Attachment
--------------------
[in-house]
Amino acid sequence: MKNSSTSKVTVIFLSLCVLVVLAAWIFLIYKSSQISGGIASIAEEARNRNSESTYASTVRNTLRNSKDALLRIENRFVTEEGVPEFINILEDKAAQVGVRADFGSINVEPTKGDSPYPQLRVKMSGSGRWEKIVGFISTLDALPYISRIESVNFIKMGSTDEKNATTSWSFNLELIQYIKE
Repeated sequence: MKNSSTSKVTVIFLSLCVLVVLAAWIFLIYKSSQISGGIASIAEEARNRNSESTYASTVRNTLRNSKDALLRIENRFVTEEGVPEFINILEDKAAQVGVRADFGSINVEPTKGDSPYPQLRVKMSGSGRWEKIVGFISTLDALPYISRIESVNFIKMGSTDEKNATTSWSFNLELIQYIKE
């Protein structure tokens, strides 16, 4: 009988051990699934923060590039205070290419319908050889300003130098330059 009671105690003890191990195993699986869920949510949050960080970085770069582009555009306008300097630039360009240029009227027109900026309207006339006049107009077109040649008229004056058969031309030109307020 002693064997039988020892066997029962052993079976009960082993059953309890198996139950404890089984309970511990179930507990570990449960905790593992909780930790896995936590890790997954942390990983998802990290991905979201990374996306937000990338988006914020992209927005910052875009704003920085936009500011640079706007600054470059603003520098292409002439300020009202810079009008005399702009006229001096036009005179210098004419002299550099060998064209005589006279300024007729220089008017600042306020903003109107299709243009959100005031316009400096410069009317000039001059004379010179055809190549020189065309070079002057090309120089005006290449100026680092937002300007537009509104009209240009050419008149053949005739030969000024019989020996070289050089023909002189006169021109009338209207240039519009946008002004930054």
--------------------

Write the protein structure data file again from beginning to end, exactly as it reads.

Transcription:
[in-house]
Amino acid sequence: MKNSSTSKVTVIFLSLCVLVVLAAWIFLIYKSSQISGGIASIAEEARNRNSESTYASTVRNTLRNSKDALLRIENRFVTEEGVPEFINILEDKAAQVGVRADFGSINVEPTKGDSPYPQLRVKMSGSGRWEKIVGFISTLDALPYISRIESVNFIKMGSTDEKNATTSWSFNLELIQYIKE
Repeated sequence: MKNSSTSKVTVIFLSLCVLVVLAAWIFLIYKSSQISGGIASIAEEARNRNSESTYASTVRNTLRNSKDALLRIENRFVTEEGVPEFINILEDKAAQVGVRADFGSINVEPTKGDSPYPQLRVKMSGSGRWEKIVGFISTLDALPYISRIESVNFIKMGSTDEKNATTSWSFNLELIQYIKE
């Protein structure tokens, strides 16, 4: 009988051990699934923060590039205070290419319908050889300003130098330059 009671105690003890191990195993699986869920949510949050960080970085770069582009555009306008300097630039360009240029009227027109900026309207006339006049107009077109040649008229004056058969031309030109307020 002693064997039988020892066997029962052993079976009960082993059953309890198996139950404890089984309970511990179930507990570990449960905790593992909780930790896995936590890790997954942390990983998802990290991905979201990374996306937000990338988006914020992209927005910052875009704003920085936009500011640079706007600054470059603003520098292409002439300020009202810079009008005399702009006229001096036009005179210098004419002299550099060998064209005589006279300024007729220089008017600042306020903003109107299709243009959100005031316009400096410069009317000039001059004379010179055809190549020189065309070079002057090309120089005006290449100026680092937002300007537009509104009209240009050419008149053949005739030969000024019989020996070289050089023909002189006169021109009338209207240039519009946008002004930054």